I’ve been asked a few times now for my recommended DD-WRT settings, or at least my good-enough settings. I think that’s a great idea, so I’ll walk through how I configure a DD-WRT router. Follow these steps and I can almost guarantee you’ll have the most secure network on your block.
For the purposes of this tutorial, I am going to assume you are configuring DD-WRT as your primary router.
Do you need a new router? If your Internet is slow after upgrading to a faster service, and if your wifi range and reception is poor, or your Internet connection just generally misbehaves a lot, you might need a new router.
Even the New York Times, of all places, has published articles extolling the virtues of new routers. If your wi-fi at home is bad, they say, think about picking up a TP-Link Archer C7 router. I like the Asus RT-AC66U myself, but in my experience, and the experience of my colleagues, a new router makes a huge difference.
When one longtime friend upgraded to a TP-Link Archer, he told me his wi-fi improved so much his wired network was suddenly struggling to keep up with it.
A college classmate asked me if there’s anything to the stories that DD-WRT might potentially get locked out due to new FCC regulations.
Unfortunately the answer is yes, there may be something to it.
Long ago, when dinosaurs roamed the earth and knights in shining armor fought them, people had landlines. And they plugged cordless phones into them. Everything was great. Then phones started using the 2.4 GHz and 5 GHz frequencies. Wi-Fi came out using the same frequencies and the two interfered with each other. Now, it seems increasingly difficult to keep cordless phones from interfering with Wi-Fi.
Many people have neatly solved the problem by using cell phones exclusively. But what if that isn’t an option? You’re actually in luck, and you don’t have to dig up a 20-year-old 900 MHz phone and try to find a battery that works in it.
My neighbor asked me for advice on setting up wi-fi in his new house. I realized it’s been a while since I’ve written about wi-fi, and it’s never been cheaper or easier to blanket your house and yard with a good signal.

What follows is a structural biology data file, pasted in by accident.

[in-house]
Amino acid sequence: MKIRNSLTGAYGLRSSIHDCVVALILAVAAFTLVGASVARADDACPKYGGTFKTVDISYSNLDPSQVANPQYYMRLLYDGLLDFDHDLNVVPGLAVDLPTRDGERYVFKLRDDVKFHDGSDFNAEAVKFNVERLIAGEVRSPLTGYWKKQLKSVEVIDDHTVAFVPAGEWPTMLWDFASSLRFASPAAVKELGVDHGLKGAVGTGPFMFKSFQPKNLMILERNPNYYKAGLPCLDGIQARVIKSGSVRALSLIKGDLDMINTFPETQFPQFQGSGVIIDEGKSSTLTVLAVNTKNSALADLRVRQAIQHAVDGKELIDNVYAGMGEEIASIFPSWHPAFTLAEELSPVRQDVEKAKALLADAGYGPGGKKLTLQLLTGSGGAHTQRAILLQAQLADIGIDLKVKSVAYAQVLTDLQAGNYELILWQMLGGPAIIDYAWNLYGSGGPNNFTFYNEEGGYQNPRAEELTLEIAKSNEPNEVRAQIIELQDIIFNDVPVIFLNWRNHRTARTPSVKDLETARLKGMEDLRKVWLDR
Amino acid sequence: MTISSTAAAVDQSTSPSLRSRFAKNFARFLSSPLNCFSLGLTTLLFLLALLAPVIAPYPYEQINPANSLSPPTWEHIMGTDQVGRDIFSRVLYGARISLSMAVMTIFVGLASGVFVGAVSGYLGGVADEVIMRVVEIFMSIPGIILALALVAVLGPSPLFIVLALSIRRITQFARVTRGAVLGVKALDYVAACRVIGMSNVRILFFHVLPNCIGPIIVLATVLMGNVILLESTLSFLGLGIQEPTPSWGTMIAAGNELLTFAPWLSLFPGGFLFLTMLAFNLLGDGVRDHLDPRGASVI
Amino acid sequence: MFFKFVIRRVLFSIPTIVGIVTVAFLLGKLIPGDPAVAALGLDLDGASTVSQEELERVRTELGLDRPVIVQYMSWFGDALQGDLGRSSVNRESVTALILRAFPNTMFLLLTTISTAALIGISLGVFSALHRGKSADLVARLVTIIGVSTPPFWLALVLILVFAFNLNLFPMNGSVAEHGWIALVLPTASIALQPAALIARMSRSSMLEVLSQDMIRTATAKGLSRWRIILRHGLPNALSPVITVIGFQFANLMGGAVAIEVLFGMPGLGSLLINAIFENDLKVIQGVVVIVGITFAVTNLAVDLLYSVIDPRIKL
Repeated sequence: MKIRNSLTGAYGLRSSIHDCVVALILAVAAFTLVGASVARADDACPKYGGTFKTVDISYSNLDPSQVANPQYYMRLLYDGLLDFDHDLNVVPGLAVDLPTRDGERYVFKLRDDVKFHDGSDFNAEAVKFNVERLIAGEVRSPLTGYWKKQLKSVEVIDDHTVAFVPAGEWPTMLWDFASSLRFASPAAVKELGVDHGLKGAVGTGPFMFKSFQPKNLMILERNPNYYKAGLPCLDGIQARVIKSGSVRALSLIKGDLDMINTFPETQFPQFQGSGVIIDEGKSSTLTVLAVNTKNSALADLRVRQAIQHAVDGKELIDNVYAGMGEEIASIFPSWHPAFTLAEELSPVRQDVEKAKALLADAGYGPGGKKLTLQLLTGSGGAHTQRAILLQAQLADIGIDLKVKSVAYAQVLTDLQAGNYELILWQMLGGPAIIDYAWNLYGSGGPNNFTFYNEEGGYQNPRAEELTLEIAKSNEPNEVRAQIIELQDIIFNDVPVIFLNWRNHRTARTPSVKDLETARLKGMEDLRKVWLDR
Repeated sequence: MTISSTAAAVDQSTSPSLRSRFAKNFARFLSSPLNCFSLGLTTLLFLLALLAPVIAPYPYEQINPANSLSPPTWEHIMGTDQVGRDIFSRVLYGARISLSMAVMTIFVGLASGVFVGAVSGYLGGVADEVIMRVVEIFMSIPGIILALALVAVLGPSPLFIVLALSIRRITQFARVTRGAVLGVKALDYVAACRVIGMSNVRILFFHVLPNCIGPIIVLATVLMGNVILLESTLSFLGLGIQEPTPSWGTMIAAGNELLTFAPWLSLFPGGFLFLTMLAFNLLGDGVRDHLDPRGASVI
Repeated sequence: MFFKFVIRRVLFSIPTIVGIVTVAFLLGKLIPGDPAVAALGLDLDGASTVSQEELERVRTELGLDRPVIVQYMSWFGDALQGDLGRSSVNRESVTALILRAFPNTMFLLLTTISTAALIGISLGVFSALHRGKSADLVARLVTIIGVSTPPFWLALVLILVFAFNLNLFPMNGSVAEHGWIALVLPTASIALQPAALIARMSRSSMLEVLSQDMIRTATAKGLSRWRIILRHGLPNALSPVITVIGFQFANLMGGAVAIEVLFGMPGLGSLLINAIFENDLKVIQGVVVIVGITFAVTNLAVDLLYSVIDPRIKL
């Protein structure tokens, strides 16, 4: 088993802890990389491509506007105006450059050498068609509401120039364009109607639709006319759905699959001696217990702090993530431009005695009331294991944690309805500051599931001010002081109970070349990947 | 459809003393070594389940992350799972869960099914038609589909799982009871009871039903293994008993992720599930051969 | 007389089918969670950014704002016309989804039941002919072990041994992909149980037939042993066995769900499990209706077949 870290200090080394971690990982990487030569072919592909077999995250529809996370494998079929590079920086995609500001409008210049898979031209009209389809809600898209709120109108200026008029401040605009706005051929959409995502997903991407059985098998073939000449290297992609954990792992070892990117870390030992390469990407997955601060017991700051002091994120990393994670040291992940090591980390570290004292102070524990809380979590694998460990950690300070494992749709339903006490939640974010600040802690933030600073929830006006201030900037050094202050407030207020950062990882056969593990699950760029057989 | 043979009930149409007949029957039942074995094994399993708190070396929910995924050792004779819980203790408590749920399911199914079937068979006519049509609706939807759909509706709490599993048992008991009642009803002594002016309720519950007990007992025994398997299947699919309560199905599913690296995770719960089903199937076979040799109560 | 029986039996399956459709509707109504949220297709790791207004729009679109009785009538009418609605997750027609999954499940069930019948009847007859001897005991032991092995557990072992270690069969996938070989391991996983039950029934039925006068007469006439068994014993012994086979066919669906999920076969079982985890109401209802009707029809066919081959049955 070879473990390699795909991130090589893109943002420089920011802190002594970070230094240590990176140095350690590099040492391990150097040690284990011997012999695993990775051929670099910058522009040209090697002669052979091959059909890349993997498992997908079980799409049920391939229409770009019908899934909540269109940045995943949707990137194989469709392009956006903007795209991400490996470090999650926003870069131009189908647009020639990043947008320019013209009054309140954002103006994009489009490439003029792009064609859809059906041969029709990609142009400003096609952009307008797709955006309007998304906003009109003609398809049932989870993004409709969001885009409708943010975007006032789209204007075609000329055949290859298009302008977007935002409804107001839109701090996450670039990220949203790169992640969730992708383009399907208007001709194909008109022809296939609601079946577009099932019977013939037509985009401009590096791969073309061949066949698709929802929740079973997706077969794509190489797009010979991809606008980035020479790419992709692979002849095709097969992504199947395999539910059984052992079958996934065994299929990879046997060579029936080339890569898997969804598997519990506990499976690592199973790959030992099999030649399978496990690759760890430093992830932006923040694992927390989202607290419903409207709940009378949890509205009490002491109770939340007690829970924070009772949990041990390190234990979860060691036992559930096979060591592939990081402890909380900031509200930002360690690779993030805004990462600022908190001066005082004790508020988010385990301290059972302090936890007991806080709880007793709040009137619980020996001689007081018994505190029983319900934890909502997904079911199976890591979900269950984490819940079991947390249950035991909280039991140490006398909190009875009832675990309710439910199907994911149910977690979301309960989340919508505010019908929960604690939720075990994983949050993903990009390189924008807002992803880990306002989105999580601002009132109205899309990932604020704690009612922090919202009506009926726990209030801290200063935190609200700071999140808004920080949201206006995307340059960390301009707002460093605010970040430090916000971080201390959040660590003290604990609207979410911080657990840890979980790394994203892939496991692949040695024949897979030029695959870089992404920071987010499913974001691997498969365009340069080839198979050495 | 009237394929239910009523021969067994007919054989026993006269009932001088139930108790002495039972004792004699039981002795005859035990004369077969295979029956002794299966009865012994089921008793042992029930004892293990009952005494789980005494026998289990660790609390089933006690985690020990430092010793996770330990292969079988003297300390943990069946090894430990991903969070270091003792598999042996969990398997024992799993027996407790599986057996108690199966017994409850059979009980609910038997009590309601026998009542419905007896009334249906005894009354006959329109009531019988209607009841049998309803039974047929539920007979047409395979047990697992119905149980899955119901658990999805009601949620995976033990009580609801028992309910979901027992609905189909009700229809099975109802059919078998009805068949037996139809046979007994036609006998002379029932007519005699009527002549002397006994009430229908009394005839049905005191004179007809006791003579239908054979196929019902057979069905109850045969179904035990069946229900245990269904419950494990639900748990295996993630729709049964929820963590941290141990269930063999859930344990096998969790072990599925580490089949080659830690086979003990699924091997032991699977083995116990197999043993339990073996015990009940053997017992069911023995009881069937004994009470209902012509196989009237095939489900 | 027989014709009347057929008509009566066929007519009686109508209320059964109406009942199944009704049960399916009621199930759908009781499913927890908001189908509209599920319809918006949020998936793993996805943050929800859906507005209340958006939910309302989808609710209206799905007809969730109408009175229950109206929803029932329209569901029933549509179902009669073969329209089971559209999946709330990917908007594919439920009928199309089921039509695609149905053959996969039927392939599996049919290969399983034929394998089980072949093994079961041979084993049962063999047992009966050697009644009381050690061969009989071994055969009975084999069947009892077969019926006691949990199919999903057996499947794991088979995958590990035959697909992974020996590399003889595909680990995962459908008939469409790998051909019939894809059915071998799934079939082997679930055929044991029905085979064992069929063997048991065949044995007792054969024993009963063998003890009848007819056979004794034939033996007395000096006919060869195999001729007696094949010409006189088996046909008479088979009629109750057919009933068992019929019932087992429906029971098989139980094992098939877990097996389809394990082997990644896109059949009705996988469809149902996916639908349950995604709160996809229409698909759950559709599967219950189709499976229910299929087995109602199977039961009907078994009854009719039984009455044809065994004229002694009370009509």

Blanketing your house and yard while remaining secure, though, is still important.
Earlier this year at CES, HP introduced its HP Stream Mini ($180) and Pavilion Mini ($320 and $450) mini-desktops. They’re small, inexpensive, and in the case of the Stream, silent. They turn out to be surprisingly upgradeable as well. Ars Technica has details and benchmarks, but of course I have my own priorities based on their discoveries.
Mariott wants to jam wi-fi signals. They claim it’s for security reasons, but really it’s so they can gouge guests by charging them for wi-fi instead of using wi-fi hotspots. The security claims are pure bunk.
The truth is that hotel wi-fi networks are generally horrendously insecure, so it’s really better to avoid using them if you can.
I’ve said before how to eliminate wifi dead spots, but perhaps I didn’t give it the focus it deserves. I think almost everyone has wifi dead spots in their house that they would like to eliminate. It turns out you can do it, and it doesn’t have to cost a fortune either.
The idea is to supplement your existing router with one or two additional access points. Read more
The TP-Link TL-WR841N (and the similar TL-WR841ND) is a lower-mid range router that routinely sells in the $20-$25 range. Although many people consider it an off-brand, TP-Link has had a following in the enthusiast community for a couple of years. I’ve been prone to recommend them because they have a better track record than many of the bigger-name brands of continuing to release firmware upgrades that fix security vulnerabilities. If you’re going to buy a router and leave it stock, you’re better off with a TP-Link than anything else.
I only used the stock firmware to load DD-WRT on it though, so about all I can say is that the TL-WR841N runs DD-WRT really well. Read more
There’s an addition on the back of our house, probably added in the 1970s or 80s, where the wi-fi reception is exceptionally poor. Something about the walls makes it tricky, and I also suspect we get some interference from the neighbors behind us.
My project to fix that began with a TP-Link TL-WR841N router. It’s inexpensive–frequently available for around $20–has a good enough reputation for reliability, and if you dig deeply enough, you can find a DD-WRT build for it. There are fancier routers available, with more antennas and gigabit ports, but this one would take care of my immediate needs while I wait for 802.11ac. I don’t have any 802.11ac-enabled equipment yet, so I’ll wait for the price to come down before adopting it.
I covered the upgrade process yesterday.
To solve the problem I was having, I configured DD-WRT as a wireless access point. Read more